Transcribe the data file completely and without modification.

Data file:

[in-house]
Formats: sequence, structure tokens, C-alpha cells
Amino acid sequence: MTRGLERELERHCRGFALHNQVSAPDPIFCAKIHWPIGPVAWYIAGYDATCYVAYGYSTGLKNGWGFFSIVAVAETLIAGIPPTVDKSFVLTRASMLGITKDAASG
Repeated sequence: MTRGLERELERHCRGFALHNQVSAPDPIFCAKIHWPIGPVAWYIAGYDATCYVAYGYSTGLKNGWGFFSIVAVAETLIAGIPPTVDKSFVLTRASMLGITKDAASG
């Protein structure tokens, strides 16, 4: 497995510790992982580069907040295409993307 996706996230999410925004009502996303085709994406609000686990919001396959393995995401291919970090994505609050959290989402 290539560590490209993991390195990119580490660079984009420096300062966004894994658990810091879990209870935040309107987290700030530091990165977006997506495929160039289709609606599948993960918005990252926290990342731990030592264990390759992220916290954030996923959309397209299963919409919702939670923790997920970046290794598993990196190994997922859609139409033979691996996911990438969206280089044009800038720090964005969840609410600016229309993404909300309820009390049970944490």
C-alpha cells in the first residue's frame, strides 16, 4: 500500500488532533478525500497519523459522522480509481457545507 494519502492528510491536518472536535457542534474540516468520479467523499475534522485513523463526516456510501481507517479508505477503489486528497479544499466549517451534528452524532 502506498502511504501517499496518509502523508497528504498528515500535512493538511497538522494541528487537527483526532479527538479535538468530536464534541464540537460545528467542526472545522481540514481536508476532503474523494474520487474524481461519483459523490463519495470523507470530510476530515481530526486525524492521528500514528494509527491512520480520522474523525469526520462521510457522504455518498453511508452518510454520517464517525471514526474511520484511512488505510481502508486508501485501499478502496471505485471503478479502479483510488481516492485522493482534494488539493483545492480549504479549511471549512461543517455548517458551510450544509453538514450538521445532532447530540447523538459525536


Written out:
[in-house]
Formats: sequence, structure tokens, C-alpha cells
Amino acid sequence: MTRGLERELERHCRGFALHNQVSAPDPIFCAKIHWPIGPVAWYIAGYDATCYVAYGYSTGLKNGWGFFSIVAVAETLIAGIPPTVDKSFVLTRASMLGITKDAASG
Repeated sequence: MTRGLERELERHCRGFALHNQVSAPDPIFCAKIHWPIGPVAWYIAGYDATCYVAYGYSTGLKNGWGFFSIVAVAETLIAGIPPTVDKSFVLTRASMLGITKDAASG
């Protein structure tokens, strides 16, 4: 497995510790992982580069907040295409993307 996706996230999410925004009502996303085709994406609000686990919001396959393995995401291919970090994505609050959290989402 290539560590490209993991390195990119580490660079984009420096300062966004894994658990810091879990209870935040309107987290700030530091990165977006997506495929160039289709609606599948993960918005990252926290990342731990030592264990390759992220916290954030996923959309397209299963919409919702939670923790997920970046290794598993990196190994997922859609139409033979691996996911990438969206280089044009800038720090964005969840609410600016229309993404909300309820009390049970944490």
C-alpha cells in the first residue's frame, strides 16, 4: 500500500488532533478525500497519523459522522480509481457545507 494519502492528510491536518472536535457542534474540516468520479467523499475534522485513523463526516456510501481507517479508505477503489486528497479544499466549517451534528452524532 502506498502511504501517499496518509502523508497528504498528515500535512493538511497538522494541528487537527483526532479527538479535538468530536464534541464540537460545528467542526472545522481540514481536508476532503474523494474520487474524481461519483459523490463519495470523507470530510476530515481530526486525524492521528500514528494509527491512520480520522474523525469526520462521510457522504455518498453511508452518510454520517464517525471514526474511520484511512488505510481502508486508501485501499478502496471505485471503478479502479483510488481516492485522493482534494488539493483545492480549504479549511471549512461543517455548517458551510450544509453538514450538521445532532447530540447523538459525536